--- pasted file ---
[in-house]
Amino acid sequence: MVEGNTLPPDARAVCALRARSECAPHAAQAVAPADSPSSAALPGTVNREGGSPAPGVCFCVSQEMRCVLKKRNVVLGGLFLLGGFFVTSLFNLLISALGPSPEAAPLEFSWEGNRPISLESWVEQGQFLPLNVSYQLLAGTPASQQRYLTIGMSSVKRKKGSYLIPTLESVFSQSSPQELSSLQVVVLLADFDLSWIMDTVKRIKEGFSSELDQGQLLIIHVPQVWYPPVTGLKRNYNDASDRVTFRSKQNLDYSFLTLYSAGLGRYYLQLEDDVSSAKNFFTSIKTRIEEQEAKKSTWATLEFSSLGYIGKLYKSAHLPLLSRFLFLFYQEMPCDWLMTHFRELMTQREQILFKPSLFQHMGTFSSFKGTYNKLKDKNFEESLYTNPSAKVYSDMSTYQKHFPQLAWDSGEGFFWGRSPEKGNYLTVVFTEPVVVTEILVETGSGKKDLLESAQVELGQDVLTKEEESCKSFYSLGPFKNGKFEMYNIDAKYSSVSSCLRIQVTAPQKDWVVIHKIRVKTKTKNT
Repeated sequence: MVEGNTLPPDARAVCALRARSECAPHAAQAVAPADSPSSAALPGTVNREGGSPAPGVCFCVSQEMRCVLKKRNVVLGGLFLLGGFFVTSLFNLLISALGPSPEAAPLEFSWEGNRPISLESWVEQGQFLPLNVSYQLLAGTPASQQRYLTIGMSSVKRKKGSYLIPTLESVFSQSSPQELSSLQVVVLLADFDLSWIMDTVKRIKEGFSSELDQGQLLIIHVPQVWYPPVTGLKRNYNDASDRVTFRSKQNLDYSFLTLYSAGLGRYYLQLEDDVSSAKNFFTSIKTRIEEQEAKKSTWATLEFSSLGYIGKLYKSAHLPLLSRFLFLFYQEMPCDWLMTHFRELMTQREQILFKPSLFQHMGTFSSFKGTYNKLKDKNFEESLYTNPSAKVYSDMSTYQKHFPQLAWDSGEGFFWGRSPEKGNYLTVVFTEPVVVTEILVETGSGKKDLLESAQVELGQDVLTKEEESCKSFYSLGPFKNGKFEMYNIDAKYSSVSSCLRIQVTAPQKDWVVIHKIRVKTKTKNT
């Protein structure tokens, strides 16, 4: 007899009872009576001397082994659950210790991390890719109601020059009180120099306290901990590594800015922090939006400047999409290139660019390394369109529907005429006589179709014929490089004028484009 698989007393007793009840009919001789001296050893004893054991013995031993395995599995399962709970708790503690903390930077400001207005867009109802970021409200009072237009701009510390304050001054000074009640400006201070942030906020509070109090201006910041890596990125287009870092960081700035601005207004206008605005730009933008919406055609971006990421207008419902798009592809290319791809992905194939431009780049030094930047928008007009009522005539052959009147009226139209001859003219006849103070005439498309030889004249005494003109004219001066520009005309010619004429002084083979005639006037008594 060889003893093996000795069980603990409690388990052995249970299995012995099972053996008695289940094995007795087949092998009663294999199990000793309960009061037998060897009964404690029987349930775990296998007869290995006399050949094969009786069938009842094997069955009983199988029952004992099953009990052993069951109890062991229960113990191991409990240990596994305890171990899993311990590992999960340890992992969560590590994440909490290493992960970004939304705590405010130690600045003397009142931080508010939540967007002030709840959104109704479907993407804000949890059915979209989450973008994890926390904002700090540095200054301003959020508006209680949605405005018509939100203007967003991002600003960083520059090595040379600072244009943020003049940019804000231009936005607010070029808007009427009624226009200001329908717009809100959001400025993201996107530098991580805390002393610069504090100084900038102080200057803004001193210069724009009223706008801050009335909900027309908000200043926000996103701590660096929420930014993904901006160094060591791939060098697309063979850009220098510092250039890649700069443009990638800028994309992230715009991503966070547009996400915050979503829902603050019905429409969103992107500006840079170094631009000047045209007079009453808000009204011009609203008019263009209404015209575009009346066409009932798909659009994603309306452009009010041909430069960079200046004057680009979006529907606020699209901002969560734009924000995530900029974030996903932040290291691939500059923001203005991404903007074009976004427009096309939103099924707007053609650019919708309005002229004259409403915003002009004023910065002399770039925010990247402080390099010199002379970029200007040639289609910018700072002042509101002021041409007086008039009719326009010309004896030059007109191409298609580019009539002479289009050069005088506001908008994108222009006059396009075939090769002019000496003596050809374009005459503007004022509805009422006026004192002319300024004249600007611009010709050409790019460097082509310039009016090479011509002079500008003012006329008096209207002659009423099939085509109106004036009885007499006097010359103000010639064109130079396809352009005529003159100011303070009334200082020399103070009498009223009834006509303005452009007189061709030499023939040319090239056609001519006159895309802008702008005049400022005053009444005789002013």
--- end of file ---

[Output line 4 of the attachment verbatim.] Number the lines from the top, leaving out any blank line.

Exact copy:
């Protein structure tokens, strides 16, 4: 007899009872009576001397082994659950210790991390890719109601020059009180120099306290901990590594800015922090939006400047999409290139660019390394369109529907005429006589179709014929490089004028484009 698989007393007793009840009919001789001296050893004893054991013995031993395995599995399962709970708790503690903390930077400001207005867009109802970021409200009072237009701009510390304050001054000074009640400006201070942030906020509070109090201006910041890596990125287009870092960081700035601005207004206008605005730009933008919406055609971006990421207008419902798009592809290319791809992905194939431009780049030094930047928008007009009522005539052959009147009226139209001859003219006849103070005439498309030889004249005494003109004219001066520009005309010619004429002084083979005639006037008594 060889003893093996000795069980603990409690388990052995249970299995012995099972053996008695289940094995007795087949092998009663294999199990000793309960009061037998060897009964404690029987349930775990296998007869290995006399050949094969009786069938009842094997069955009983199988029952004992099953009990052993069951109890062991229960113990191991409990240990596994305890171990899993311990590992999960340890992992969560590590994440909490290493992960970004939304705590405010130690600045003397009142931080508010939540967007002030709840959104109704479907993407804000949890059915979209989450973008994890926390904002700090540095200054301003959020508006209680949605405005018509939100203007967003991002600003960083520059090595040379600072244009943020003049940019804000231009936005607010070029808007009427009624226009200001329908717009809100959001400025993201996107530098991580805390002393610069504090100084900038102080200057803004001193210069724009009223706008801050009335909900027309908000200043926000996103701590660096929420930014993904901006160094060591791939060098697309063979850009220098510092250039890649700069443009990638800028994309992230715009991503966070547009996400915050979503829902603050019905429409969103992107500006840079170094631009000047045209007079009453808000009204011009609203008019263009209404015209575009009346066409009932798909659009994603309306452009009010041909430069960079200046004057680009979006529907606020699209901002969560734009924000995530900029974030996903932040290291691939500059923001203005991404903007074009976004427009096309939103099924707007053609650019919708309005002229004259409403915003002009004023910065002399770039925010990247402080390099010199002379970029200007040639289609910018700072002042509101002021041409007086008039009719326009010309004896030059007109191409298609580019009539002479289009050069005088506001908008994108222009006059396009075939090769002019000496003596050809374009005459503007004022509805009422006026004192002319300024004249600007611009010709050409790019460097082509310039009016090479011509002079500008003012006329008096209207002659009423099939085509109106004036009885007499006097010359103000010639064109130079396809352009005529003159100011303070009334200082020399103070009498009223009834006509303005452009007189061709030499023939040319090239056609001519006159895309802008702008005049400022005053009444005789002013």